Step 6 – Register with your local unemployment office in the new city and get unemployment benefits. This procedure should pose no problem.
The only step that is far from sure is number 5. There are ways of forcing an employer to dismiss you that involve risk, but you can act upon this.
Another solution, (only if you are sure that you will be moving very shortly, say, for example, within three or less months), would be to sign a CDD that effectively covers the period prior to your leaving Paris. This would not be as good, since none of the parties has the right to break the CDD prematurely, nor could it be renewed a second time. Effectively, it means that you would sign, so as to leave the company at the end of the second contract. Should your partner secure employment in the meantime, his/her new job may start only much later, or even sooner, in which case, you would, of course, have to factor in and manage this discrepancy. That said, you would still have fully secured your rights to unemployment.
Jean Taquet is a French jurist and associate member of the Delaware Bar Association, specializes in civil, criminal and commercial law. He frequently gives courses about the legal system in France and regularly speaks at the Working and Living in France Conferences in Paris. He is also well known for his informative Q and A columns in past Paris Voice magazines, which can now be purchased in one document as “The Insider Guide to Practical Answers for Living in France.“
To subscribe to his monthly newsletter, email Jean Taquet at firstname.lastname@example.org
To make an appointment with Jean Taquet for his consultation services:
Phone: Cell: 06.16.81.48.07 or email email@example.com
LA RENTRÉE: SETTING UP YOUR NEW PARIS APARTMENT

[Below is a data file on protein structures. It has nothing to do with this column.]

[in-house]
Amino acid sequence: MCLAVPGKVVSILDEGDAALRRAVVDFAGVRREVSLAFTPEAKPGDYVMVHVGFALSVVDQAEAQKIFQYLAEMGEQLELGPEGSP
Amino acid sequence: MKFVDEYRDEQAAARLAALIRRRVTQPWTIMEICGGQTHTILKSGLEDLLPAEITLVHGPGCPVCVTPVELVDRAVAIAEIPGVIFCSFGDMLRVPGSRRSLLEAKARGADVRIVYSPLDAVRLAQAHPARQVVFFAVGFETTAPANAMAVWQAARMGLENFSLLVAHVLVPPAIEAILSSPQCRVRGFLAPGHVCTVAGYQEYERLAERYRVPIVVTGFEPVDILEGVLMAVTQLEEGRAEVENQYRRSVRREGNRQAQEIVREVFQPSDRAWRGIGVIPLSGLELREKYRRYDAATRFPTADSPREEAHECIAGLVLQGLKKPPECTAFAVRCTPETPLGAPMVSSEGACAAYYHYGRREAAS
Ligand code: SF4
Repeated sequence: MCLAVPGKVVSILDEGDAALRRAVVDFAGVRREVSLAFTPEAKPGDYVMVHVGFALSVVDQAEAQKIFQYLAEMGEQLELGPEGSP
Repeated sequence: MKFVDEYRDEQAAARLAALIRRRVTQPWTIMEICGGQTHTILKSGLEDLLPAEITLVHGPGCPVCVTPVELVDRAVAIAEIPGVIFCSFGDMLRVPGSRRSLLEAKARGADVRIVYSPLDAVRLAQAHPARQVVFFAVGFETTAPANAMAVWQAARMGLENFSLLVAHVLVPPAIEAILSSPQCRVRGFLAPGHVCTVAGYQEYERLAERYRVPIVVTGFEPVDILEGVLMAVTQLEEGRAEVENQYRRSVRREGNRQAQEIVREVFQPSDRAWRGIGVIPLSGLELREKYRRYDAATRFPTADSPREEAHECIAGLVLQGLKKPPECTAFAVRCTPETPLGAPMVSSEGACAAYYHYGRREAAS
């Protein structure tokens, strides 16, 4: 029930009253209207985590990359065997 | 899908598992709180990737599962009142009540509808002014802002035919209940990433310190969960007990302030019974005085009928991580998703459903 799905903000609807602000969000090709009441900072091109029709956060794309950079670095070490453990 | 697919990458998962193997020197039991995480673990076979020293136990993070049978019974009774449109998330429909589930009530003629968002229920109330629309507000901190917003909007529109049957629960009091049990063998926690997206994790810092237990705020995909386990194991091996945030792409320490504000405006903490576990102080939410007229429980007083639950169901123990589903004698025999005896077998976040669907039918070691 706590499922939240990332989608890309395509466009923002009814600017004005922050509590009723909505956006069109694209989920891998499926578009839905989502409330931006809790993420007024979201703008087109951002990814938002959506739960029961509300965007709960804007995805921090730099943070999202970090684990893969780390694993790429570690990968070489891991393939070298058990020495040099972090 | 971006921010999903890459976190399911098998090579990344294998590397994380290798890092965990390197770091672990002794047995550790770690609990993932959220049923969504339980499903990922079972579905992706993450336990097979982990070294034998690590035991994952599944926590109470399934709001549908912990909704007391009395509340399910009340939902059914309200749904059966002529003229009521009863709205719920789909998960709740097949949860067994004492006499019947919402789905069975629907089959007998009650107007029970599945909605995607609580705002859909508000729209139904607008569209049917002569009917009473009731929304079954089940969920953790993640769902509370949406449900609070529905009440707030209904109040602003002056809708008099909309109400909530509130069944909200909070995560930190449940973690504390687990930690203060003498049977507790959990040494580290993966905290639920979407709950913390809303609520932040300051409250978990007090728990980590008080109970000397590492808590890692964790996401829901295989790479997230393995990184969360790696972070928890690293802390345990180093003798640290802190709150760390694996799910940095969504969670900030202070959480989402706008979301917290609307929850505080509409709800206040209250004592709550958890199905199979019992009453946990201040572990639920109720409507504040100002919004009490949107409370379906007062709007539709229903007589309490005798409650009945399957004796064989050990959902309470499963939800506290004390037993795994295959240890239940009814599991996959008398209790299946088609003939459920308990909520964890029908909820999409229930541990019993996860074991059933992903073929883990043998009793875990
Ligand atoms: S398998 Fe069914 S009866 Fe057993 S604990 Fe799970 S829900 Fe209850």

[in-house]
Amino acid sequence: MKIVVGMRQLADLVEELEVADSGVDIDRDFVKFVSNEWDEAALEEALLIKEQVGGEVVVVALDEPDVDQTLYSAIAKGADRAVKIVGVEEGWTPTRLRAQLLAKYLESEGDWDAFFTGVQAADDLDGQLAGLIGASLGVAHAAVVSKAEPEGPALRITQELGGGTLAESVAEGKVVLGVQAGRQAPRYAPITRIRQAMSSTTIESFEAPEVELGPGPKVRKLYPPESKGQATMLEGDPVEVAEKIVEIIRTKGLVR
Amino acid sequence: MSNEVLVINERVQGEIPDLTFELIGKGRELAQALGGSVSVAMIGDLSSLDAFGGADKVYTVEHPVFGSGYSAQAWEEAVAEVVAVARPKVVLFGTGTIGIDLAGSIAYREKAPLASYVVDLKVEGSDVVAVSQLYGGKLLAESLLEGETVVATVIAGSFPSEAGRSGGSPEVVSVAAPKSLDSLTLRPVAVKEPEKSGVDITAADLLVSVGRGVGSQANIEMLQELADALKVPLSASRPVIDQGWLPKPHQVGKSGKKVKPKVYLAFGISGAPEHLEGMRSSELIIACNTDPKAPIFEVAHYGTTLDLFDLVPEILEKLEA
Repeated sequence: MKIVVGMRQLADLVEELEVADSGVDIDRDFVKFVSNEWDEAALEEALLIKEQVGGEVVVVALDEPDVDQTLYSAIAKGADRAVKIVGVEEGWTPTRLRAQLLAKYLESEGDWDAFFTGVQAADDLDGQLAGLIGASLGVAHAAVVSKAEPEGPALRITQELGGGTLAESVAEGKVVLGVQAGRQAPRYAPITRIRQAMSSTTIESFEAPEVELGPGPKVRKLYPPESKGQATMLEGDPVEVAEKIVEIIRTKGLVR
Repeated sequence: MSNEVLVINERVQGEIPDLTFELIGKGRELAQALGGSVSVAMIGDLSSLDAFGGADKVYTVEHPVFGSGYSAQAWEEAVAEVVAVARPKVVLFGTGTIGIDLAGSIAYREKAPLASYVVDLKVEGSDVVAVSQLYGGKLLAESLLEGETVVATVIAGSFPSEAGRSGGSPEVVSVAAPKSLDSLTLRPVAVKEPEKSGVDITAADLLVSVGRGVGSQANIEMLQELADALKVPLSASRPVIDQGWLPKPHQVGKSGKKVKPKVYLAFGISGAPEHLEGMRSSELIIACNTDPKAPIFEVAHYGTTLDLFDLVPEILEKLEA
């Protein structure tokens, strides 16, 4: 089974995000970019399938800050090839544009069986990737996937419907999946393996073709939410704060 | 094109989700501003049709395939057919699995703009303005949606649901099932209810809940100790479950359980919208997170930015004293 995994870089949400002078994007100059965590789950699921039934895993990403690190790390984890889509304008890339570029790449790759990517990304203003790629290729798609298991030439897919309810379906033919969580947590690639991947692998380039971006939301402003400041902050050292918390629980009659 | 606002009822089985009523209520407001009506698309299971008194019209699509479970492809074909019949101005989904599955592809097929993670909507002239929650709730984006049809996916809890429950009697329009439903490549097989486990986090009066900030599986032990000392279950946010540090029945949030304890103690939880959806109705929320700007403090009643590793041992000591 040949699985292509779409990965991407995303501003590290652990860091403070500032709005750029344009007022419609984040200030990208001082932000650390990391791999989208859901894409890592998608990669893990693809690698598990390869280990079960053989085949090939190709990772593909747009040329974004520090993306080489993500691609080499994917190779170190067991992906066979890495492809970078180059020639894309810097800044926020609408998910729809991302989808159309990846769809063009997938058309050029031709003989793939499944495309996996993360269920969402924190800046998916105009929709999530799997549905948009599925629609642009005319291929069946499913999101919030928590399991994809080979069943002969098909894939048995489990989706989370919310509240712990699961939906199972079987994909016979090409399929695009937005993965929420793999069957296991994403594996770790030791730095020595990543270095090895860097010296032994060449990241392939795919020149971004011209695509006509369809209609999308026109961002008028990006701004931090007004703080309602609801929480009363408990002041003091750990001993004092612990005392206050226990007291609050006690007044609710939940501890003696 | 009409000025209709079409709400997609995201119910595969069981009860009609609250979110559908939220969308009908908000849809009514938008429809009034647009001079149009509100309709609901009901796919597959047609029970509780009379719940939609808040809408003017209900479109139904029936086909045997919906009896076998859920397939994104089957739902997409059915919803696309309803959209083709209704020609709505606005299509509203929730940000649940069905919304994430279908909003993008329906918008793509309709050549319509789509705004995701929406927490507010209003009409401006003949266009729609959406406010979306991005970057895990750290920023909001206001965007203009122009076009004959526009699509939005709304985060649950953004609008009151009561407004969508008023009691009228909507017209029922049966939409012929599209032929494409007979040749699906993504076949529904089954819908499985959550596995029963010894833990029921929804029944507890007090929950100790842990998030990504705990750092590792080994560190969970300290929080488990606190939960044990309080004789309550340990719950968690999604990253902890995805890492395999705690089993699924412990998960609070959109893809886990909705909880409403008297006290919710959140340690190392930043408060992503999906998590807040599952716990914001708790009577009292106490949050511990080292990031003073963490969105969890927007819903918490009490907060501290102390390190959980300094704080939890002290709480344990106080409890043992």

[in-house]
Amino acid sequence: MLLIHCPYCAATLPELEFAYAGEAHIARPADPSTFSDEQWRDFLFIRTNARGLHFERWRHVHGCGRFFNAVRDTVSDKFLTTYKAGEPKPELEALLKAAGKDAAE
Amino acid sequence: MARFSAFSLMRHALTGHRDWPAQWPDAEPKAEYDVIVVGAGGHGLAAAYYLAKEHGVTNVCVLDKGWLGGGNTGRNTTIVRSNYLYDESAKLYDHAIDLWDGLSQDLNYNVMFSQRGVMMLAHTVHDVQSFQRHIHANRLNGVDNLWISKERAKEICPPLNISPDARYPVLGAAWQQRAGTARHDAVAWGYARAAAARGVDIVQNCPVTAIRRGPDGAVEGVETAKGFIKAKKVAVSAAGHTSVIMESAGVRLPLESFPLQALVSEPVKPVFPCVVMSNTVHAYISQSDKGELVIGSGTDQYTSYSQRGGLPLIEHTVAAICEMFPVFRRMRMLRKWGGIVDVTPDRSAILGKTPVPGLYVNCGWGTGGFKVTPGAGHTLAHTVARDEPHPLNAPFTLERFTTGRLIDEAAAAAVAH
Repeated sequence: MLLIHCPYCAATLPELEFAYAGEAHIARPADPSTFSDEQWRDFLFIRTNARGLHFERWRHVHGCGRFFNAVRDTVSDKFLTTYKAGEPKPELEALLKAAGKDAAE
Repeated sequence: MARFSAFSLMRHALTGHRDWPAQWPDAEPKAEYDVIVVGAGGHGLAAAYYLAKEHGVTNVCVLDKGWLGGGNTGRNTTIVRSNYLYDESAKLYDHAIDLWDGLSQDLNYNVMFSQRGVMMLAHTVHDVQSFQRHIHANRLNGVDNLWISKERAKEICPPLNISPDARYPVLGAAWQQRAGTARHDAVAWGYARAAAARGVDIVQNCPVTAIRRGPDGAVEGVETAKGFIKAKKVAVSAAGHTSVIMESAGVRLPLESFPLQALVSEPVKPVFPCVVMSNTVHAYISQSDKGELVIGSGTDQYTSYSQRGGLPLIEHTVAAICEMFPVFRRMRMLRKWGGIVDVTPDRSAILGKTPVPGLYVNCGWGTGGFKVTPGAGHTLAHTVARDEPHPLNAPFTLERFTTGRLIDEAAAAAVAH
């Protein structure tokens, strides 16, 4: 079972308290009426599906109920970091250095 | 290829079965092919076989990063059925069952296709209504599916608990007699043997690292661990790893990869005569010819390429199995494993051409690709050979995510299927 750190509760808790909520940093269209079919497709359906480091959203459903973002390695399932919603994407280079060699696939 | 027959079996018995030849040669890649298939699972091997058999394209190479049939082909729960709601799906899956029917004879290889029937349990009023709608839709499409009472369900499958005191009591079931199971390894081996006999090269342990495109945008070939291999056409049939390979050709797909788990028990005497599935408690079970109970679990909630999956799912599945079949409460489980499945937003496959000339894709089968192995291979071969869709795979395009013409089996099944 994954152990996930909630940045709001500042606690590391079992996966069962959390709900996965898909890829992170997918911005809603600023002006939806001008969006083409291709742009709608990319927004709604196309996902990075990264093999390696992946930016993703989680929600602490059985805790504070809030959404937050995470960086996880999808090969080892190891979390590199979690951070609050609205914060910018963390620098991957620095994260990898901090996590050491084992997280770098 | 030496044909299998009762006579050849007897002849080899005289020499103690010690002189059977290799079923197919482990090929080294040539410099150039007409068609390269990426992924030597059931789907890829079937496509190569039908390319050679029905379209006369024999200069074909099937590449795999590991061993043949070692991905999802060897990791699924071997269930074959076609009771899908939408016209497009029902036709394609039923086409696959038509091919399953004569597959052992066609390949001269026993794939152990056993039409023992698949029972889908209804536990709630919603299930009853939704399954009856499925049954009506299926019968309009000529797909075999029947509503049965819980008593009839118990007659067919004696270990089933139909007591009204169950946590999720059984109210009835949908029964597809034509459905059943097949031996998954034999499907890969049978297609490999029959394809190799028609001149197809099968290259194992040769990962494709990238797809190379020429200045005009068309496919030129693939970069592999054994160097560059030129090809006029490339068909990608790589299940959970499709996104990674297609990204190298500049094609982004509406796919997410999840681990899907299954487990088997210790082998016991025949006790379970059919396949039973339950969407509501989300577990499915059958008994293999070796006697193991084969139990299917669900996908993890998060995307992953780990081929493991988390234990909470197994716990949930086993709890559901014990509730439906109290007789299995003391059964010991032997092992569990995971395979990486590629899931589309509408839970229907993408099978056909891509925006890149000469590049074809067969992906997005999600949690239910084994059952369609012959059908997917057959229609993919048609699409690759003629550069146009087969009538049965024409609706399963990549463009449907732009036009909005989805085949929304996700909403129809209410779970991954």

By Adrian Leeds
The first three weeks in Paris I got to know the “sous sol” of the “BHV” (Bazaar de l’Hôtel de Ville) as well as the lines in my own face and the sales clerks came to know me as well. It’s not at all unusual for a new Paris resident to quickly discover that if it isn’t found at the BHV, it simply doesn’t exist. King of hardware stores, this cornucopia of do-it-yourself materials is the basis for any new habitat or renovation. But, don’t expect anything to be a bargain.
If you’ve moved into a furnished apartment, you may not have too many details to attend to at first — just a few small fix-it-ups (as we discovered) that will make your new home in Paris feel more like the one you came from.
If it’s a new purchase, then you may need everything from turning on the utilities to installing a new kitchen. The following list should get you off the ground running, although I’m sure you’ll learn plenty along the route to feathering your new nest.
*EDF/GDF Gas and Electricity
*France Telecom Telephone Service
* Noos Cable TV and Internet
Telephone and Television, 29.99 Euros/month
HARDWARE AND HOUSEWARES
You can’t miss it…the BHV is directly in front of the Hôtel de Ville on rue de Rivoli between rues du Temple and des Archives. Saturday is by far the busiest day, so enter at your own risk. Head straight for the lower level for the most complete hardware store in what could be the world. On the upper levels, home and housewares are every bit as complete, from cabinetry and its hardware to appliances and electronics, to linens and drapery, furniture, stationary and to boot, a very inexpensive café with a great view of the City Hall. Expect to spend hours there.
Place de Clichy
A lesser expensive alternative to the BHV found in other parts of town and all over France, Castorama can be a good choice for hardware basics.
* Leroy Merlin
Leroy Merlin is another good alternative to the BHV for hardware and home furnishings and is less expensive. Service is typically French — geared more to fitting their own internal systems than satisfying the customer, but you can’t have everything!
FURNITURE AND FURNISHINGS